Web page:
“I teach,” I said. “Literature. Along with mandatory classes in freshmen comp. At Clear Lake College. Or at least I did, until I retired. Now I’m professor emeritus.”

“And I’m a shepherd without merit!” he laughed.

“Not at all,” I said gravely. “You are a good shepherd, and that is everything. The Lord is my shepherd,” I recited. “I shall not want. He maketh me to lie down in green pastures.”

“He leadeth me beside still waters,” the Good Shepherd recited, “he restoreth my soul.”

“Yea, though I dwell in the valley of the shadow of death, I will fear no evil,” I added.

“For I am the meanest son-of-a-bitch in the valley?” he quipped.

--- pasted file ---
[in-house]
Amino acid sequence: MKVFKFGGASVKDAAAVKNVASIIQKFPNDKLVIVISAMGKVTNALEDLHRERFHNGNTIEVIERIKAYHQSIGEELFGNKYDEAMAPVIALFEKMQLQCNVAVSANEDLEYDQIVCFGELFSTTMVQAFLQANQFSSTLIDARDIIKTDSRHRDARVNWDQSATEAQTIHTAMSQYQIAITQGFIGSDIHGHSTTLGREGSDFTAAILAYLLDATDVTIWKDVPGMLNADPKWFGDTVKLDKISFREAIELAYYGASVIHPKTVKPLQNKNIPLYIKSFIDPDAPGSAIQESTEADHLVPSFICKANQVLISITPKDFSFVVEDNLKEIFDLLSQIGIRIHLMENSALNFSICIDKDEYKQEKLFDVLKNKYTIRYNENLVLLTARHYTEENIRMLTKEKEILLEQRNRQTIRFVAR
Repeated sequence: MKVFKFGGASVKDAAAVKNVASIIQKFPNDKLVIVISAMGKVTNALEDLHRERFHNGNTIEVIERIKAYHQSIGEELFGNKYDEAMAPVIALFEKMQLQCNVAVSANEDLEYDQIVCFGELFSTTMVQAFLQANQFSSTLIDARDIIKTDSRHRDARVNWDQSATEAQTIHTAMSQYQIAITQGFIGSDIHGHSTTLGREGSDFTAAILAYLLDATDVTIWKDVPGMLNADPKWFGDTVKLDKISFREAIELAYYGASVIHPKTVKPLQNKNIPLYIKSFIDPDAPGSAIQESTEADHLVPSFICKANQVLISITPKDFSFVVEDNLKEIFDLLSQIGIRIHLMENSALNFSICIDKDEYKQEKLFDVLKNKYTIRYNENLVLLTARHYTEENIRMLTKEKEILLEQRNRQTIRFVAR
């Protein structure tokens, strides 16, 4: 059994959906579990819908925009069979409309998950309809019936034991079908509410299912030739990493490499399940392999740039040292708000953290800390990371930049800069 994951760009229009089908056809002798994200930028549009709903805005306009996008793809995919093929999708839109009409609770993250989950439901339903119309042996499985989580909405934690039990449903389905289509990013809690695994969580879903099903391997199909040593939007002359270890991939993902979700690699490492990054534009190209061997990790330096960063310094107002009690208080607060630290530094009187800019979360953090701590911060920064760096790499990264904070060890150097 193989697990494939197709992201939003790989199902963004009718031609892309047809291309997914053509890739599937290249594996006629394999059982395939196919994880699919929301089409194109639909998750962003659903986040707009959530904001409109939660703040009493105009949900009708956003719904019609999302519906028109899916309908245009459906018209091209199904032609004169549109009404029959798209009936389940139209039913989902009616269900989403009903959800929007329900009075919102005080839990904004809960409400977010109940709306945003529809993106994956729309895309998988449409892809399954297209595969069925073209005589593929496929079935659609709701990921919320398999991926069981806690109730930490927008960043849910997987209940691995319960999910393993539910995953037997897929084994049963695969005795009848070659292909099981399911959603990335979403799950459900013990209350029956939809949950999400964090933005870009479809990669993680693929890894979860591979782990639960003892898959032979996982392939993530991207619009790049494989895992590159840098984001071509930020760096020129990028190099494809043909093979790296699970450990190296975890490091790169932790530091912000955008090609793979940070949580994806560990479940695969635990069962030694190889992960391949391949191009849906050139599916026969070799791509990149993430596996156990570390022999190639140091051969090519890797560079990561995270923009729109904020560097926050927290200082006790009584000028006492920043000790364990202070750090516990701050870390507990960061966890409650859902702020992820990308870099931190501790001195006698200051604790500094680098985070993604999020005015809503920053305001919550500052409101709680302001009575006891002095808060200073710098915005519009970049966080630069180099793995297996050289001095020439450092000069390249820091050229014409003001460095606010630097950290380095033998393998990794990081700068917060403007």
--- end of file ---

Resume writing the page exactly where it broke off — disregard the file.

“Have another cookie?” I asked, handing him the plate.

“Thou preparest a table before me in the presence of my enemies,” he said, taking one.

“More lemonade?” I asked, noticing that his glass was empty.

He shook his head. “My cup runneth over.”

“Surely goodness and mercy will follow you all the days of your life,” I smiled.

He bowed his head, and when he looked up, smiling, he looked as if he had tears in his eyes. I couldn’t be sure. Politely I looked away, glancing toward the sheep, all four of whom were standing alertly, staring in our direction. Bet and Gabe rose slowly to their feet and walked to the Good Shepherd, looks of concern on their faces. The each licked his hand and then lay down at his feet.

“Uh, I’ll get the pitcher of lemonade,” I said, and walked up to the house.